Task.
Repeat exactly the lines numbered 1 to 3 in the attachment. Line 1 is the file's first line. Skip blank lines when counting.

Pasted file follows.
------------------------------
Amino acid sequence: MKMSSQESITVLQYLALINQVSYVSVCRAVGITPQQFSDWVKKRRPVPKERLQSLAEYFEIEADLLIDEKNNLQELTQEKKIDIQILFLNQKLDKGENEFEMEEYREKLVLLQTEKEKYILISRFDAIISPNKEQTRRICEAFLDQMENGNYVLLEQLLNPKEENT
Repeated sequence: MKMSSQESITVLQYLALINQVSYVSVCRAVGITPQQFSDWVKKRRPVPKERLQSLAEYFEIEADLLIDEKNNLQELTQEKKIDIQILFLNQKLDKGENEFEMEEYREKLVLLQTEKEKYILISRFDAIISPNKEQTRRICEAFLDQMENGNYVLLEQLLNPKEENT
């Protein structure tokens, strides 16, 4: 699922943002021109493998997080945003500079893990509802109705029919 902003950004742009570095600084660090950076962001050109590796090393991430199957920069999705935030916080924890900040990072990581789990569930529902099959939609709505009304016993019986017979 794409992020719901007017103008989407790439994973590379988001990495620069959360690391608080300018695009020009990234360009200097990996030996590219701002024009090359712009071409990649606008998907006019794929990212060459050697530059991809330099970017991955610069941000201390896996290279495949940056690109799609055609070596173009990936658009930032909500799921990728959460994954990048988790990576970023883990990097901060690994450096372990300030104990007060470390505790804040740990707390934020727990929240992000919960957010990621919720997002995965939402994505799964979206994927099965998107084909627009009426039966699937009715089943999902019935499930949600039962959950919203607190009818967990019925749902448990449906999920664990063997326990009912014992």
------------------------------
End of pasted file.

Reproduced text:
Amino acid sequence: MKMSSQESITVLQYLALINQVSYVSVCRAVGITPQQFSDWVKKRRPVPKERLQSLAEYFEIEADLLIDEKNNLQELTQEKKIDIQILFLNQKLDKGENEFEMEEYREKLVLLQTEKEKYILISRFDAIISPNKEQTRRICEAFLDQMENGNYVLLEQLLNPKEENT
Repeated sequence: MKMSSQESITVLQYLALINQVSYVSVCRAVGITPQQFSDWVKKRRPVPKERLQSLAEYFEIEADLLIDEKNNLQELTQEKKIDIQILFLNQKLDKGENEFEMEEYREKLVLLQTEKEKYILISRFDAIISPNKEQTRRICEAFLDQMENGNYVLLEQLLNPKEENT
């Protein structure tokens, strides 16, 4: 699922943002021109493998997080945003500079893990509802109705029919 902003950004742009570095600084660090950076962001050109590796090393991430199957920069999705935030916080924890900040990072990581789990569930529902099959939609709505009304016993019986017979 794409992020719901007017103008989407790439994973590379988001990495620069959360690391608080300018695009020009990234360009200097990996030996590219701002024009090359712009071409990649606008998907006019794929990212060459050697530059991809330099970017991955610069941000201390896996290279495949940056690109799609055609070596173009990936658009930032909500799921990728959460994954990048988790990576970023883990990097901060690994450096372990300030104990007060470390505790804040740990707390934020727990929240992000919960957010990621919720997002995965939402994505799964979206994927099965998107084909627009009426039966699937009715089943999902019935499930949600039962959950919203607190009818967990019925749902448990449906999920664990063997326990009912014992």